Folk comes largely from a background of practice in the Vipassana tradition. The stages of practice and fruition he describes are those of the Theravada path, and they differ in some important ways from the stages and paths of the Mahayana and Vajrayana vehicles that I'm more familiar with. Folk, however, excels at finding ways to show that the realization attained in all three traditions is really not as different as it might appear. His own vision of enlightenment and the nature of mind has been influenced by threads from the Tibetan Dzogchen and Mahamudra traditions, making him another Western teacher who is breaking down traditional sectarian walls between Buddhist schools. He also has a knack for using simple metaphors and jargon-free language to explain the mechanics of awakening. He most often describes the stages of practice using the image of a 3-speed transmission, showing students how they can shift through progressively higher or more refined gears of consciousness. Kenneth Folk's frank and direct voice, which comes not from theory but from experience, will be increasingly important in American Buddhism in the coming years.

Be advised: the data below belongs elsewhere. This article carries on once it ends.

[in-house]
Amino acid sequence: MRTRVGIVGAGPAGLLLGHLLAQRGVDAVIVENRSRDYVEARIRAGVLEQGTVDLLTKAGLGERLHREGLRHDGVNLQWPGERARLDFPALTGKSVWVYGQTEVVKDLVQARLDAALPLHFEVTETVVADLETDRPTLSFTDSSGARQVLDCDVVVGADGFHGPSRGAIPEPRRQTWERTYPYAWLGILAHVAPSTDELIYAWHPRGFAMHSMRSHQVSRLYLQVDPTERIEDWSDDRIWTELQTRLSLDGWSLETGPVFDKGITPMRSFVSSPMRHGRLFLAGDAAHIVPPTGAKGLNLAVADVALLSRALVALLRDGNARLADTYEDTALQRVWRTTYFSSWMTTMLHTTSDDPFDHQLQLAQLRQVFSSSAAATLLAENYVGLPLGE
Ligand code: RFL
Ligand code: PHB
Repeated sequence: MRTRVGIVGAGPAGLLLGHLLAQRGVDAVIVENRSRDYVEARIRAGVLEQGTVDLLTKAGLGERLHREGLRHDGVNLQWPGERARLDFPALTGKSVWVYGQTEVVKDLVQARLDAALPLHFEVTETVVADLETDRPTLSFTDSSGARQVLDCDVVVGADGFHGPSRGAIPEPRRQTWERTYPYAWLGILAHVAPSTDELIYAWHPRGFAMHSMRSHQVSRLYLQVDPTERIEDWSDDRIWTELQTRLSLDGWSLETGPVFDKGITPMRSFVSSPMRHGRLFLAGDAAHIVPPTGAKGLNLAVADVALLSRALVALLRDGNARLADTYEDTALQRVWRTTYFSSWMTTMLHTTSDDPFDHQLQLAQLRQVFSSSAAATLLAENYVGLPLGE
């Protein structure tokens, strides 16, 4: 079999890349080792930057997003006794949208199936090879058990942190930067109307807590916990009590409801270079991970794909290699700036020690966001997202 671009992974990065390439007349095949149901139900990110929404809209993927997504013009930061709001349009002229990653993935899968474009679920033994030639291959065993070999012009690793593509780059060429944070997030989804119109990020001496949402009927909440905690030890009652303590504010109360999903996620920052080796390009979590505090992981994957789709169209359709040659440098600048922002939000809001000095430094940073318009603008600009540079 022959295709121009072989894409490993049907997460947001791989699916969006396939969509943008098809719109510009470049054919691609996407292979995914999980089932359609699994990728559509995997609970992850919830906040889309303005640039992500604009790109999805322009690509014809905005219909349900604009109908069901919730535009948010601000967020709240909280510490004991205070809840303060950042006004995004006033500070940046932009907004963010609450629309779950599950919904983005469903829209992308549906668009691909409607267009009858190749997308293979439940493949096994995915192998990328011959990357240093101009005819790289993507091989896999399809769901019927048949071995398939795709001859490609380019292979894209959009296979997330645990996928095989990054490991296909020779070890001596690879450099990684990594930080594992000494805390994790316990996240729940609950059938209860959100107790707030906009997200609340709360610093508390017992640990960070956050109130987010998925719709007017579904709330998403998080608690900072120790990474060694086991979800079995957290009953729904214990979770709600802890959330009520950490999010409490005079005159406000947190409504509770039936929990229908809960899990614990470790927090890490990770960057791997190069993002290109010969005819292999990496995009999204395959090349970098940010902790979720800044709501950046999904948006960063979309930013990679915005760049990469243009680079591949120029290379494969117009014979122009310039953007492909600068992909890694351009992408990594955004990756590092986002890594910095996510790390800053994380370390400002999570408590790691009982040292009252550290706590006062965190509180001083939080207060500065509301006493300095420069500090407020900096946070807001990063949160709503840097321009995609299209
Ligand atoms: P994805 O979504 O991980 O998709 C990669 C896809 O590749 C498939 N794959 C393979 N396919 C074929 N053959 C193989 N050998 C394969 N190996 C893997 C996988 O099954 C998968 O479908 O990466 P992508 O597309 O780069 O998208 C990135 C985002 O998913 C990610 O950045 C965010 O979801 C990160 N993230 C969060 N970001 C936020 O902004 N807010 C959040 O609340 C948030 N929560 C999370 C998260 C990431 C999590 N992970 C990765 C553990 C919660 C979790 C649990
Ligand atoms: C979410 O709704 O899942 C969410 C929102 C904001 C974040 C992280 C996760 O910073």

Kenneth Folk's Website
Coming Out of the Closet About Enlightenment: A look at the hardcore Dharma movement
Kenneth Folk on Twitter

Clark Strand